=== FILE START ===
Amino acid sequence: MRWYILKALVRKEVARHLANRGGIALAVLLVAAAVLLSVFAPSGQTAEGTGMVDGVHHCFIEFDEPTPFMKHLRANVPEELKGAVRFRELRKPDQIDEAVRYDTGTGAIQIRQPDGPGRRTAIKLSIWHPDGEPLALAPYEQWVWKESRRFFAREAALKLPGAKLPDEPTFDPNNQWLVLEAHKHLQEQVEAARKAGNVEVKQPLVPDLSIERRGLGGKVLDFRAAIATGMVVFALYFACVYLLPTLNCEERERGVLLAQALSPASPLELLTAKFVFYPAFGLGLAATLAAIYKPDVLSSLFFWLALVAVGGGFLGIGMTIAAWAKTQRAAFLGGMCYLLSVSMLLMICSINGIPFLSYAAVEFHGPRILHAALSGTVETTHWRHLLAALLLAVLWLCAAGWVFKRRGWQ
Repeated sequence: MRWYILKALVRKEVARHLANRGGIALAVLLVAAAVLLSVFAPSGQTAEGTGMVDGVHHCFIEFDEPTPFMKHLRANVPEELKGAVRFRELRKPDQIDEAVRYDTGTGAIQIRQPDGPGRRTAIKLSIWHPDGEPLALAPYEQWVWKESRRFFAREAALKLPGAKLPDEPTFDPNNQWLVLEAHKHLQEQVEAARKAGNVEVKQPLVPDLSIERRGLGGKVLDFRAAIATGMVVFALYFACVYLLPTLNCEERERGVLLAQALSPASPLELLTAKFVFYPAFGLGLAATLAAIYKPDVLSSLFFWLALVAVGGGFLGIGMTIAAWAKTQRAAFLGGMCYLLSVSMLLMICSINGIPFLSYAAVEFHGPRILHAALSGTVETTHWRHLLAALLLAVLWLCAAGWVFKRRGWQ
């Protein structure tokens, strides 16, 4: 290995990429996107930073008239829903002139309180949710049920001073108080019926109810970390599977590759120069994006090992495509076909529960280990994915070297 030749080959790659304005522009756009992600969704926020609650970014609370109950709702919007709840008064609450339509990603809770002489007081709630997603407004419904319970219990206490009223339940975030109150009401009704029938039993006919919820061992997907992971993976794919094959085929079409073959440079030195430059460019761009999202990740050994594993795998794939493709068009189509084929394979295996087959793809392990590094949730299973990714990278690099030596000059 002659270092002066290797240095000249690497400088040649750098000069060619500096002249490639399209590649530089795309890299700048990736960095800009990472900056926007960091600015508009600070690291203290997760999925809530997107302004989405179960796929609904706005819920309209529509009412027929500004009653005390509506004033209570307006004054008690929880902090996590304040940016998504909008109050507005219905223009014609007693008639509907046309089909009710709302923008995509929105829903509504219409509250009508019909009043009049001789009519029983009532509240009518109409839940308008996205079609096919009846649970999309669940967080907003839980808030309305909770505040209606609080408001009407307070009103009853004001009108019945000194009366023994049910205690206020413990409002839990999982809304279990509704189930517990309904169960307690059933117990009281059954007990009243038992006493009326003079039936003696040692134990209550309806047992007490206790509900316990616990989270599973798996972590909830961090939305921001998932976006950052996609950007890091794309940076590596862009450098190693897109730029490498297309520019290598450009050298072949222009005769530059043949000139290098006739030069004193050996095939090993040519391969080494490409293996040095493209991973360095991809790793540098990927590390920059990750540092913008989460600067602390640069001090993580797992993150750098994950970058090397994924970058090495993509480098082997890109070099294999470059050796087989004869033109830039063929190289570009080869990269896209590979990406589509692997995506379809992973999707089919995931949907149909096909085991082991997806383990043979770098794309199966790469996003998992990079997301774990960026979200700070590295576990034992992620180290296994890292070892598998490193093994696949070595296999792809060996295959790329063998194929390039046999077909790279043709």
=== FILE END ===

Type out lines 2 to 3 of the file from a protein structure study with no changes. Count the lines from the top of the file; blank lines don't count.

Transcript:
Repeated sequence: MRWYILKALVRKEVARHLANRGGIALAVLLVAAAVLLSVFAPSGQTAEGTGMVDGVHHCFIEFDEPTPFMKHLRANVPEELKGAVRFRELRKPDQIDEAVRYDTGTGAIQIRQPDGPGRRTAIKLSIWHPDGEPLALAPYEQWVWKESRRFFAREAALKLPGAKLPDEPTFDPNNQWLVLEAHKHLQEQVEAARKAGNVEVKQPLVPDLSIERRGLGGKVLDFRAAIATGMVVFALYFACVYLLPTLNCEERERGVLLAQALSPASPLELLTAKFVFYPAFGLGLAATLAAIYKPDVLSSLFFWLALVAVGGGFLGIGMTIAAWAKTQRAAFLGGMCYLLSVSMLLMICSINGIPFLSYAAVEFHGPRILHAALSGTVETTHWRHLLAALLLAVLWLCAAGWVFKRRGWQ
């Protein structure tokens, strides 16, 4: 290995990429996107930073008239829903002139309180949710049920001073108080019926109810970390599977590759120069994006090992495509076909529960280990994915070297 030749080959790659304005522009756009992600969704926020609650970014609370109950709702919007709840008064609450339509990603809770002489007081709630997603407004419904319970219990206490009223339940975030109150009401009704029938039993006919919820061992997907992971993976794919094959085929079409073959440079030195430059460019761009999202990740050994594993795998794939493709068009189509084929394979295996087959793809392990590094949730299973990714990278690099030596000059 002659270092002066290797240095000249690497400088040649750098000069060619500096002249490639399209590649530089795309890299700048990736960095800009990472900056926007960091600015508009600070690291203290997760999925809530997107302004989405179960796929609904706005819920309209529509009412027929500004009653005390509506004033209570307006004054008690929880902090996590304040940016998504909008109050507005219905223009014609007693008639509907046309089909009710709302923008995509929105829903509504219409509250009508019909009043009049001789009519029983009532509240009518109409839940308008996205079609096919009846649970999309669940967080907003839980808030309305909770505040209606609080408001009407307070009103009853004001009108019945000194009366023994049910205690206020413990409002839990999982809304279990509704189930517990309904169960307690059933117990009281059954007990009243038992006493009326003079039936003696040692134990209550309806047992007490206790509900316990616990989270599973798996972590909830961090939305921001998932976006950052996609950007890091794309940076590596862009450098190693897109730029490498297309520019290598450009050298072949222009005769530059043949000139290098006739030069004193050996095939090993040519391969080494490409293996040095493209991973360095991809790793540098990927590390920059990750540092913008989460600067602390640069001090993580797992993150750098994950970058090397994924970058090495993509480098082997890109070099294999470059050796087989004869033109830039063929190289570009080869990269896209590979990406589509692997995506379809992973999707089919995931949907149909096909085991082991997806383990043979770098794309199966790469996003998992990079997301774990960026979200700070590295576990034992992620180290296994890292070892598998490193093994696949070595296999792809060996295959790329063998194929390039046999077909790279043709």